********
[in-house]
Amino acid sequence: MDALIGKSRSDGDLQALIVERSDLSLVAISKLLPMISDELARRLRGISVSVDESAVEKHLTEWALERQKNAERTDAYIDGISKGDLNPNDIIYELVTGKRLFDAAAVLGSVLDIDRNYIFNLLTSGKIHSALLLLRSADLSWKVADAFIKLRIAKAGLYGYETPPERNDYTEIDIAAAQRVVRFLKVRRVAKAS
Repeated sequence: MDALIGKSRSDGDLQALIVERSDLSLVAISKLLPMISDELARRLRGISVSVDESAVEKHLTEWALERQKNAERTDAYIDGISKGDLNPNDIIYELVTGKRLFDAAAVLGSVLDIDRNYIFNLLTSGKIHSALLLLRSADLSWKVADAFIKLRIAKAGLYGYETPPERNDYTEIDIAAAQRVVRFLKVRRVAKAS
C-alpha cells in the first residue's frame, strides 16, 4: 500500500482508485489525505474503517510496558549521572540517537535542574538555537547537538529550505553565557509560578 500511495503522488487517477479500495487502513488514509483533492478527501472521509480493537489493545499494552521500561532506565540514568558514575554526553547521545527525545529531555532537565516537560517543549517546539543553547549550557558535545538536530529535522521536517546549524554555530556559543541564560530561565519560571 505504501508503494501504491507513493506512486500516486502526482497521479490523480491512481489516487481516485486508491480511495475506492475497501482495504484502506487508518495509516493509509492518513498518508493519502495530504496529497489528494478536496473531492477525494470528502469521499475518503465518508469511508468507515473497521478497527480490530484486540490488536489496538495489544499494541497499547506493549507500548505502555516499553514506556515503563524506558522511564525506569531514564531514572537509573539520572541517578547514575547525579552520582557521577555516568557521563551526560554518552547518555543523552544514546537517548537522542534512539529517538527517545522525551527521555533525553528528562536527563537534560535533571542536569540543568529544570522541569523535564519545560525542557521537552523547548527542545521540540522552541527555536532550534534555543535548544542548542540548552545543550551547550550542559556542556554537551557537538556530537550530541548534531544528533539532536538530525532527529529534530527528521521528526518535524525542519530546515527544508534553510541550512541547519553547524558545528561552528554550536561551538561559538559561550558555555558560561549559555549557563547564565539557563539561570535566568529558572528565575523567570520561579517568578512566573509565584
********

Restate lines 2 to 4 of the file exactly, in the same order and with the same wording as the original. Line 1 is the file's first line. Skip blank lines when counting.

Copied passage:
Amino acid sequence: MDALIGKSRSDGDLQALIVERSDLSLVAISKLLPMISDELARRLRGISVSVDESAVEKHLTEWALERQKNAERTDAYIDGISKGDLNPNDIIYELVTGKRLFDAAAVLGSVLDIDRNYIFNLLTSGKIHSALLLLRSADLSWKVADAFIKLRIAKAGLYGYETPPERNDYTEIDIAAAQRVVRFLKVRRVAKAS
Repeated sequence: MDALIGKSRSDGDLQALIVERSDLSLVAISKLLPMISDELARRLRGISVSVDESAVEKHLTEWALERQKNAERTDAYIDGISKGDLNPNDIIYELVTGKRLFDAAAVLGSVLDIDRNYIFNLLTSGKIHSALLLLRSADLSWKVADAFIKLRIAKAGLYGYETPPERNDYTEIDIAAAQRVVRFLKVRRVAKAS
C-alpha cells in the first residue's frame, strides 16, 4: 500500500482508485489525505474503517510496558549521572540517537535542574538555537547537538529550505553565557509560578 500511495503522488487517477479500495487502513488514509483533492478527501472521509480493537489493545499494552521500561532506565540514568558514575554526553547521545527525545529531555532537565516537560517543549517546539543553547549550557558535545538536530529535522521536517546549524554555530556559543541564560530561565519560571 505504501508503494501504491507513493506512486500516486502526482497521479490523480491512481489516487481516485486508491480511495475506492475497501482495504484502506487508518495509516493509509492518513498518508493519502495530504496529497489528494478536496473531492477525494470528502469521499475518503465518508469511508468507515473497521478497527480490530484486540490488536489496538495489544499494541497499547506493549507500548505502555516499553514506556515503563524506558522511564525506569531514564531514572537509573539520572541517578547514575547525579552520582557521577555516568557521563551526560554518552547518555543523552544514546537517548537522542534512539529517538527517545522525551527521555533525553528528562536527563537534560535533571542536569540543568529544570522541569523535564519545560525542557521537552523547548527542545521540540522552541527555536532550534534555543535548544542548542540548552545543550551547550550542559556542556554537551557537538556530537550530541548534531544528533539532536538530525532527529529534530527528521521528526518535524525542519530546515527544508534553510541550512541547519553547524558545528561552528554550536561551538561559538559561550558555555558560561549559555549557563547564565539557563539561570535566568529558572528565575523567570520561579517568578512566573509565584